For the reason behind these lists and the rules I used for selecting the songs, check out this post.
1981 was a lot tougher to narrow down to the top 10. But nevertheless it had to be done…
10. (Just Like) Starting Over, John Lennon – This song is off of the album Double Fantasyin which John and Yoko each take every other track. I deliberately use the word track rather than song. Because the Yoko tracks can only be considered songs if you broaden your definition of song far enough to include cows farting on flat rocks. The song starts out simply with just Lennon’s voice and a guitar. When the band comes in it essentially becomes a 50’s doo-wop song with a modern twist. The lyrics are easy to relate to for anyone who has been married for a while and has kids.
9. Arthur’s Theme (The Best That You Can Do), Christopher Cross – This song seemed to be ubiquitous for at least two or three years. I really hate to include it because I’m not a big fan of easy listening music, but melody is a big player with me and once you hear this song it stays in your head for days. Cross’s voice is really girly and weak and I think this song could have been done better by a singer with a stronger voice.
8. Greatest American Hero, Joey Scarbury – I remember when this show came out I was instantly hooked on this song. Oddly enough this song is linked in my memory with the grand opening of the first Wal-Mart in my home town. I remember this song was playing when we walked in. The chorus of this song is really catchy and upbeat. I also digg the harmonized guitar solo.
7. Morning Train (Nine To Five), Sheena Easton – This was the sweet, innocent Sheena Easton before she met Prince and decided to go with the slutty image. This is another song that you’ll be humming the chorus of days after you hear it. It has the great hand claps in the chorus which I always love. Sheena’s voice is a little nasally but still not bad.
6. Another One Bites The Dust, Queen – This is Queen’s requisite disco song. It seems like every great rock band that was around in the late 70’s and early 80’s had to do one. The bass line in this song is classic and the guitar parts are smoking. I remember this mainly because during the breakdown Freddy Mercury is doing some vocal riffing and I thought he yelled out, “I’m adopted!” I don’t think that’s what he’s actually saying, but I still can’t tell what it is.
5. Take It On The Run, REO Speedwagon – This song is weird. Ostensibly, the song is about a girl running around on her boyfriend. The lyrics are in the first person and waffle between belief and disbelief. The chorus is the most bi-polar part of the song. First the singer says: “You take it on the run baby. If that’s the way you want it baby, then I don’t want you around.” Then he suddenly has faith in his girl: “I don’t believe it. Not for a minute.” Finally, he seem to justify her cheating somehow by saying: “You’re under the gun so you take it on the run.” So the singer has gone from contempt to fidelity to justifying/forgiveness(?) all in the span of 20 seconds. I guess it’s possible that this song was written by a pregnant woman – that’s the only person I’ve encountered who can go through that many emotions in such a short span of time. Having said all of that, REO Speedwagon are the masters of the power ballad and this is my favorite of theirs that year.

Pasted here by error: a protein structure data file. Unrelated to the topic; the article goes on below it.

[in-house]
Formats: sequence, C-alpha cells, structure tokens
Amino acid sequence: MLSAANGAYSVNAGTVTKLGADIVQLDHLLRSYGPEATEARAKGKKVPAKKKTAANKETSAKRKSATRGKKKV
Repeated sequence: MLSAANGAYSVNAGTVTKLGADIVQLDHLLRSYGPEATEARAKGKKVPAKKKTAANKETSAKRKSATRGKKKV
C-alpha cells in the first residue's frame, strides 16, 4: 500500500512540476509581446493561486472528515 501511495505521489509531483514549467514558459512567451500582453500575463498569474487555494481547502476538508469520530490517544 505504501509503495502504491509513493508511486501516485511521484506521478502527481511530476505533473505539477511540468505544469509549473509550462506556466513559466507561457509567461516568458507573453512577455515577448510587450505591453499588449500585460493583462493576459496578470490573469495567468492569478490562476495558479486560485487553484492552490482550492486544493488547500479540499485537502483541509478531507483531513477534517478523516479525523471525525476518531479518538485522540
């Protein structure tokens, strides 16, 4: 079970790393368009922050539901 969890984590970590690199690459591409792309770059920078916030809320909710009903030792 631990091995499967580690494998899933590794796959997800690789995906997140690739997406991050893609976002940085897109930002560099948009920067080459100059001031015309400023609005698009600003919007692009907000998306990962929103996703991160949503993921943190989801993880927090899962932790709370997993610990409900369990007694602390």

4. Kiss On My List, Hall & Oates – Hall & Oates started out as a kind of “blue-eyed soul” group. Songs like “Wait for Me”, “Sarah Smile” and “She’s gone” all have that feel. But in the early ’80’s they went for a more pop/rock feel and that’s the stuff of theirs that I really like. This was a hard choice for me. Hall & Oates had some great songs out in ’81. I had narrowed it down to this one and “You Make My Dreams Come True”. In the end I picked this one because it’s a little more melodic. They are both great and, if it weren’t for my rule that no artist could have two songs in any year, they would probably both have made it.
3. 9 To 5, Dolly Parton – I really love this song. It’s really upbeat and has the great percussion part using the typewriter. This song has one of the best melodies (if not the best) on this list. It’s just a really catchy tune with a great arrangement. It also shows the versatility of Dolly Parton. This song makes me wish that Parton had done some more exploration of the pop genre. I think this song shows she could have been great at it.
2. Don’t Stand So Close To Me, The Police – This is one of the best Police songs ever. It has an ominous and subdued feel to it during the verses that enhances the creepiness of the subject matter. But then the chorus has an upbeat, pop feel to it. The counter melody line of the last choruses is great as well. In the end, Sting is probably the only songwriter that can write an upbeat pop song about a teacher fantasizing about an under-aged student and have it become a hit.
1. Jessie’s Girl, Rick Springfield – If for nothing else, this song would probably be number one for the simple fact that it’s the only rock song I’ve ever heard that uses the word “moot”. This song is quintessential 80’s pop/rock. It has a great rhythm guitar part, a classic synth part in the bridge and a very 80’s guitar solo. The song is just very catchy and has a classic rock theme – wanting a woman that belongs someone else.